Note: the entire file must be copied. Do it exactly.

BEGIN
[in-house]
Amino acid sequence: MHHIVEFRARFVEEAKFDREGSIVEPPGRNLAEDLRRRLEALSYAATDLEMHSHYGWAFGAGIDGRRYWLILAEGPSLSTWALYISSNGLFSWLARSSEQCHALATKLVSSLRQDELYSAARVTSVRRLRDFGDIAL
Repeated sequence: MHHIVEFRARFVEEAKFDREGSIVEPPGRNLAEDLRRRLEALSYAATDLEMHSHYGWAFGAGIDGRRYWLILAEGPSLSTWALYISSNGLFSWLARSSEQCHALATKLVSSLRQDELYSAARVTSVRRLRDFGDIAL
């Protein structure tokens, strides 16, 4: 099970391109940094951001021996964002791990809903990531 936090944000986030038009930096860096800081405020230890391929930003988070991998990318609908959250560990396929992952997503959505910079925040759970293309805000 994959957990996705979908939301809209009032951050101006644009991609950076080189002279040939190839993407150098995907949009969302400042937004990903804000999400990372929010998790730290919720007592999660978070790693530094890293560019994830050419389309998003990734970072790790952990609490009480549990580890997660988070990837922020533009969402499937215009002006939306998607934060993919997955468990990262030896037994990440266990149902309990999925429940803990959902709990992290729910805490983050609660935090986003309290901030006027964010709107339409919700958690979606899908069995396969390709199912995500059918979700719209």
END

[in-house]
Amino acid sequence: MHHIVEFRARFVEEAKFDREGSIVEPPGRNLAEDLRRRLEALSYAATDLEMHSHYGWAFGAGIDGRRYWLILAEGPSLSTWALYISSNGLFSWLARSSEQCHALATKLVSSLRQDELYSAARVTSVRRLRDFGDIAL
Repeated sequence: MHHIVEFRARFVEEAKFDREGSIVEPPGRNLAEDLRRRLEALSYAATDLEMHSHYGWAFGAGIDGRRYWLILAEGPSLSTWALYISSNGLFSWLARSSEQCHALATKLVSSLRQDELYSAARVTSVRRLRDFGDIAL
């Protein structure tokens, strides 16, 4: 099970391109940094951001021996964002791990809903990531 936090944000986030038009930096860096800081405020230890391929930003988070991998990318609908959250560990396929992952997503959505910079925040759970293309805000 994959957990996705979908939301809209009032951050101006644009991609950076080189002279040939190839993407150098995907949009969302400042937004990903804000999400990372929010998790730290919720007592999660978070790693530094890293560019994830050419389309998003990734970072790790952990609490009480549990580890997660988070990837922020533009969402499937215009002006939306998607934060993919997955468990990262030896037994990440266990149902309990999925429940803990959902709990992290729910805490983050609660935090986003309290901030006027964010709107339409919700958690979606899908069995396969390709199912995500059918979700719209």